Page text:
I think that in the future, the two walls could be eliminated and the three tables for the judges kept to a very particular and simple design, without their notes being visible to each other and simply pushing, manually or with a remote control, one of the two buttons, according to the colour, which would be shown by lights behind the judges. The judges should also be completely separated from photographers, etc., by decorated ropes or some other system.

4 dogs were placed at the end, can you give a short impression? (feel free to do this dog by dog or all 4 together).

Regarding the four dogs in the final, without doubt they were all excellent specimens with the proper qualities of each breed, worthy finalists. We had an Irish Wolfhound from group X, a Welsh Corgi Pembroke from group I, then the Shar Pei from group V and the Scottish Terrier from group III. My congratulations to all of them!

The ultimate winner, the Irish Wolfhound, deserves an extra word; can you share your opinion on this one?

The ultimate winner, the Irish Wolfhound, a historic breed, achieved a well deserved place in the final, if we consider that it is not easy to attain the qualities we saw and quite difficult to establish the impressive and well structured characteristics that you need to reach the ideal for this breed.
To sum up, a Giant among dog breeds and a Giant for the FCI Centenary.

How was your general impression on the Cynological days?

They were unforgettable days, the programming was precise, the service excellent, the timetables kept, all from the moment I arrived; the following day I was a speaker in the conference in a room of the very elegant and convenient hotel Le Plaza, in which I was lucky enough to hear high level speeches from the other speakers, which became a true exchange of knowledge.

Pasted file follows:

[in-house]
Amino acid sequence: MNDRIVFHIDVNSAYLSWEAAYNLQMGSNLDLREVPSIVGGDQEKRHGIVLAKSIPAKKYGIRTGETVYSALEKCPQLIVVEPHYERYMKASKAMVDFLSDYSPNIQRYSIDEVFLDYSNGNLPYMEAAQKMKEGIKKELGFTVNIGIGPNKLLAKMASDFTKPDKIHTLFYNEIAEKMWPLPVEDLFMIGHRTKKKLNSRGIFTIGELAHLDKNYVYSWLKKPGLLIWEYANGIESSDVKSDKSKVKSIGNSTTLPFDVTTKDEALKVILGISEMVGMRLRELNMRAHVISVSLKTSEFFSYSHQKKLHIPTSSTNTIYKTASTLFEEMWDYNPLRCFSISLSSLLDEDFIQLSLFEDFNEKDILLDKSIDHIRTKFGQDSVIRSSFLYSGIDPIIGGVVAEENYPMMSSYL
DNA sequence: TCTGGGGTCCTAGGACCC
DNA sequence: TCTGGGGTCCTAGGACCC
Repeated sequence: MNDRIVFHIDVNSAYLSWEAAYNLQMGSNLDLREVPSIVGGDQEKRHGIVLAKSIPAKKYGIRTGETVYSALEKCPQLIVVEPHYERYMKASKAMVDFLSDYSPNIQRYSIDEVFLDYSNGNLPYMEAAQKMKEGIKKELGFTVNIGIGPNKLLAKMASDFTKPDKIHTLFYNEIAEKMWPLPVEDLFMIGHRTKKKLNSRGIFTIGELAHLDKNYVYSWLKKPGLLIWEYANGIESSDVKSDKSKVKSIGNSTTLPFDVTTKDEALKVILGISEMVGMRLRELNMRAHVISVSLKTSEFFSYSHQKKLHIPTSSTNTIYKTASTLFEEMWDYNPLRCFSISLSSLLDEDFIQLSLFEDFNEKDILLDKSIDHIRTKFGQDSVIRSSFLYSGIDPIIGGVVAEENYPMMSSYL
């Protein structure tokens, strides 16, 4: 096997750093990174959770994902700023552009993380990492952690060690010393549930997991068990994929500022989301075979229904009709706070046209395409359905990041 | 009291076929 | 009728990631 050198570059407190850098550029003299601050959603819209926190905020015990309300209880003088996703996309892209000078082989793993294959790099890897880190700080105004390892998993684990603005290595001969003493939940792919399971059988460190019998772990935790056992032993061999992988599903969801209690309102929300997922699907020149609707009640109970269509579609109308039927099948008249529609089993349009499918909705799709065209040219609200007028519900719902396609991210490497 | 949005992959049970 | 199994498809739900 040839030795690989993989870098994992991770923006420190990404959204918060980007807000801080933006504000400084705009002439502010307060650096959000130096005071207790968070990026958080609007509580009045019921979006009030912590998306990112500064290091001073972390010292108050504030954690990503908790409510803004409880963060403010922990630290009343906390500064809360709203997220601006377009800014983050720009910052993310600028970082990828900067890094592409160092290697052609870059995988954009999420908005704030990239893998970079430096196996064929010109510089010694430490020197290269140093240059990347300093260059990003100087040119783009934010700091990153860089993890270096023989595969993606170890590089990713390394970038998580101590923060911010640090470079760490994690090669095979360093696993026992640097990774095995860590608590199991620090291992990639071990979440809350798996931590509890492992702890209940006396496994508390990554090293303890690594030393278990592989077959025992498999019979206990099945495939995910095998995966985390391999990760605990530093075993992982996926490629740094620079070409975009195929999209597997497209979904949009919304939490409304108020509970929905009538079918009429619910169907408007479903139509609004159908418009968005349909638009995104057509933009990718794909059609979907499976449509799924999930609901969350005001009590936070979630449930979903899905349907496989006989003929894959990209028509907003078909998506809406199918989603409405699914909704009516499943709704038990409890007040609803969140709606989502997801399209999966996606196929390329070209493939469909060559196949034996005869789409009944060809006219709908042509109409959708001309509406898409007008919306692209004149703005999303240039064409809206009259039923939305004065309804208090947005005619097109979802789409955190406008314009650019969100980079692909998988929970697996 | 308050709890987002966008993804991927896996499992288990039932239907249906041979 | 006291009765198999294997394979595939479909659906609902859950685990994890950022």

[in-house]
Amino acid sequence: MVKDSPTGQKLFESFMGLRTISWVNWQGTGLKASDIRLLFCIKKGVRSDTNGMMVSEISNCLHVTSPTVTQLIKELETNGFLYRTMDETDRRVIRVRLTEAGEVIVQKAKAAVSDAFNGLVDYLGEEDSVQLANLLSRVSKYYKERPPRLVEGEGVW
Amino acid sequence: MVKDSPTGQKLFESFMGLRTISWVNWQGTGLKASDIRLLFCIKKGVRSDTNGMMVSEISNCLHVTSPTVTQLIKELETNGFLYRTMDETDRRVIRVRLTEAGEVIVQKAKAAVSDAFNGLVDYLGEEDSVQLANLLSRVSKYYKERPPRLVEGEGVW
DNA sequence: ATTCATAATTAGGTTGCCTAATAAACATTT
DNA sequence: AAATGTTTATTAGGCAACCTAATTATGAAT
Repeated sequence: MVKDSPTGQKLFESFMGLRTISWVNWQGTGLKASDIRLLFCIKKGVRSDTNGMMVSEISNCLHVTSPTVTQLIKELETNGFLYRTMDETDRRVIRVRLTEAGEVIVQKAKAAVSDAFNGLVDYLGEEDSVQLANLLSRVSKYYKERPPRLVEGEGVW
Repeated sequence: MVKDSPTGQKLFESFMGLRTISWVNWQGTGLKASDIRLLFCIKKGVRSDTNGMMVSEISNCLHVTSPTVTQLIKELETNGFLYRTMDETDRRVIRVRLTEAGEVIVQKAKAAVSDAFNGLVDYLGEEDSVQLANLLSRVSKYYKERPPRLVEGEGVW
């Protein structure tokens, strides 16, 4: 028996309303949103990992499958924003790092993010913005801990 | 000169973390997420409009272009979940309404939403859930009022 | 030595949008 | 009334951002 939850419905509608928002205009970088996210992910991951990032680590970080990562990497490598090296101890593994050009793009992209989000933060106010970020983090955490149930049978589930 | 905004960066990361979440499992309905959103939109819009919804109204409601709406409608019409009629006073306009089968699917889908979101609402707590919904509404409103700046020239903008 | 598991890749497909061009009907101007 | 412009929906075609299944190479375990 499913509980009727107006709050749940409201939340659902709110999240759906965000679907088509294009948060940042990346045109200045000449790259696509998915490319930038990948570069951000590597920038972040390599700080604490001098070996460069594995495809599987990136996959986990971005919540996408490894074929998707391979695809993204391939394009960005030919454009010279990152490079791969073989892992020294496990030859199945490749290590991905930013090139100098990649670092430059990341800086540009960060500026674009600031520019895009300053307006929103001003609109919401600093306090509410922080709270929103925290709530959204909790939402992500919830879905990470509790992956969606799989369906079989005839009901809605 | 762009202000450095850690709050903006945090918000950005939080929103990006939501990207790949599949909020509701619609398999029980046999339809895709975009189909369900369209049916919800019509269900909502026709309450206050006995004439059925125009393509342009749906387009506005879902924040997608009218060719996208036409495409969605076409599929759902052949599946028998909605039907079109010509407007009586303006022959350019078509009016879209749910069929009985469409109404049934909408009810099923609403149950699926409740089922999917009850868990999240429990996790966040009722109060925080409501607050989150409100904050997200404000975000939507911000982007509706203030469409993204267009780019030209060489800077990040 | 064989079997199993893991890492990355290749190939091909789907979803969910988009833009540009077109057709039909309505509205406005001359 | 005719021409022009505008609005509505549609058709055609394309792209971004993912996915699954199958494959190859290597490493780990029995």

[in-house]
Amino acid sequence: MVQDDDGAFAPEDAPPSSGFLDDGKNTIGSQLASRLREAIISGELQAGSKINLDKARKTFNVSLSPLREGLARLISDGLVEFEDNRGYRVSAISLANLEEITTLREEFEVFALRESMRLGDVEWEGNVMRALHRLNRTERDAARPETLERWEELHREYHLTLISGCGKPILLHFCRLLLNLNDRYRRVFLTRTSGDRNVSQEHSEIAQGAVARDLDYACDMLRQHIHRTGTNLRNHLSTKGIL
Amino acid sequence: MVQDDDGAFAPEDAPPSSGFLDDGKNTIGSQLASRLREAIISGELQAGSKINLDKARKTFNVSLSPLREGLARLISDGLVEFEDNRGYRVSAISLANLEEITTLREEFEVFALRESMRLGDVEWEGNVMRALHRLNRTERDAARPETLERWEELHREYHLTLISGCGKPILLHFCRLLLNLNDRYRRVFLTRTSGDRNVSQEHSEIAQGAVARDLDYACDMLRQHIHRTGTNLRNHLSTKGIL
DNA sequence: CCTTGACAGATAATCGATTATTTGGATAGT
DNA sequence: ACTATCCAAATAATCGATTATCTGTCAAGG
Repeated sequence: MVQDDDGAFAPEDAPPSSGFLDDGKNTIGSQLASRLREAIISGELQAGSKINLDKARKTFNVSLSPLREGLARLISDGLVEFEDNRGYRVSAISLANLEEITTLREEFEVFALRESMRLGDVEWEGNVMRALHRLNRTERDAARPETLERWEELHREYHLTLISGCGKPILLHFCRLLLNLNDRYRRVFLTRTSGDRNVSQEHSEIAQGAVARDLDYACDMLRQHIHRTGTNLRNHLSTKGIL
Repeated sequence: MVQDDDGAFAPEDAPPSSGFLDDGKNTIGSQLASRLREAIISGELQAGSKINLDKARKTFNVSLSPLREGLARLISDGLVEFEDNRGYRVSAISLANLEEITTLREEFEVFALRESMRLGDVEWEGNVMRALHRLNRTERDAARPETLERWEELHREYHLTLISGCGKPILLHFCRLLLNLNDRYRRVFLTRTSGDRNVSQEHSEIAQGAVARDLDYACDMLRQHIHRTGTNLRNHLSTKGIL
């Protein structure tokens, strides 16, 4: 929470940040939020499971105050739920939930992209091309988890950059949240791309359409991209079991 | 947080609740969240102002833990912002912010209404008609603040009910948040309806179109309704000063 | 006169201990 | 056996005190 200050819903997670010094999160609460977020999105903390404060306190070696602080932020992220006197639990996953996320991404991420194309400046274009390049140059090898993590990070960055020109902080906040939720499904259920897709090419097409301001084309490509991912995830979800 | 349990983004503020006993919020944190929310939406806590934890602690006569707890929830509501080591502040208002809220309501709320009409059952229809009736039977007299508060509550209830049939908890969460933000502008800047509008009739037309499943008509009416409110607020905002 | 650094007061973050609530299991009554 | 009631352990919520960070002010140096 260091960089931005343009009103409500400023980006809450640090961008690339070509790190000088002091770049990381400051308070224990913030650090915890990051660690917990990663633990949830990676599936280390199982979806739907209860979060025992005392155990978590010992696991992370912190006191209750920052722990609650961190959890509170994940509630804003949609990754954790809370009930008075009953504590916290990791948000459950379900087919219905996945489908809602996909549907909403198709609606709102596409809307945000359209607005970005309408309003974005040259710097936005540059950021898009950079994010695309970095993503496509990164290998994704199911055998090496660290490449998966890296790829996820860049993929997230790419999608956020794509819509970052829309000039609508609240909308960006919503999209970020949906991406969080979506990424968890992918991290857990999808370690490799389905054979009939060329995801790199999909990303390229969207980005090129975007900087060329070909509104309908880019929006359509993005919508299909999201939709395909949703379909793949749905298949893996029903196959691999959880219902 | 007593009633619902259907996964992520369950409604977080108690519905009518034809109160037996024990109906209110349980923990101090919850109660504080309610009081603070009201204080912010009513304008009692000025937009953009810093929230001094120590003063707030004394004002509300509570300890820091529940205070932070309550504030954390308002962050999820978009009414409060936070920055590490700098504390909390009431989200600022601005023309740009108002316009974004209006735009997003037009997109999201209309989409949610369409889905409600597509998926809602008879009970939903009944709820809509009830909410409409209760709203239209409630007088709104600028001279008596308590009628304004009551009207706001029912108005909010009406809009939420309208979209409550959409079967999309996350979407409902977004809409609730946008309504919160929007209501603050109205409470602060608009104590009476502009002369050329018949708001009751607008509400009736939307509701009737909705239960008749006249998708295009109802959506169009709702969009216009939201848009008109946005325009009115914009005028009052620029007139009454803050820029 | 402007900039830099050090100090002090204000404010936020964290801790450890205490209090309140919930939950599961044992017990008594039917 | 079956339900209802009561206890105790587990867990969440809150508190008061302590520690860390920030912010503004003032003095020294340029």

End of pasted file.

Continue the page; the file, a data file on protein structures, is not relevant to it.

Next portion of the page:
The day after that the visit to picturesque Bruges, historic city and the capital of the province of West Flanders, also known as the Venice of the north, due to the numerous canals that criss-cross the city, was an unforgettable day, ending with a long walk that was a test of everyone's efforts.

The next day we visited the FCI's offices in the town of Thuin, its headquarters, which many of the delegates and visitors didn't know; it was an historic visit, since the FCI was founded in Belgium. During the visits, we received the fine attentions of the Executive Director Yves Declercq, who showed us in detail every office and room and the jobs undertaken in each of them, as well as future extensions planned the buildings.

In the gallery of portraits of the ex presidents of the FCI, the last portrait is of our president Hans Müller, who has been at the helm of the FCI for almost a third of its hundred-year existence, and I really do give him the very highest compliments for the dedication, transformation and development of the dog world, and for almost tripling the number of affiliated countries. To this I add my congratulations to all the people who worked to bring about this magnificent event and in particular to the Société Royale Saint-Hubert, founded in 1882, being one of the five countries that formed the FCI and which was in this case the host country for the Centenary and fully deserved it.

Should it be repeated more often?

I think that events of this type not only need to be repeated often, but I also believe that we should institutionalise this even each year to celebrate the anniversary of the FCI, creating a rotary system for the country that wants to host it on each continent.

Ermanno Maniero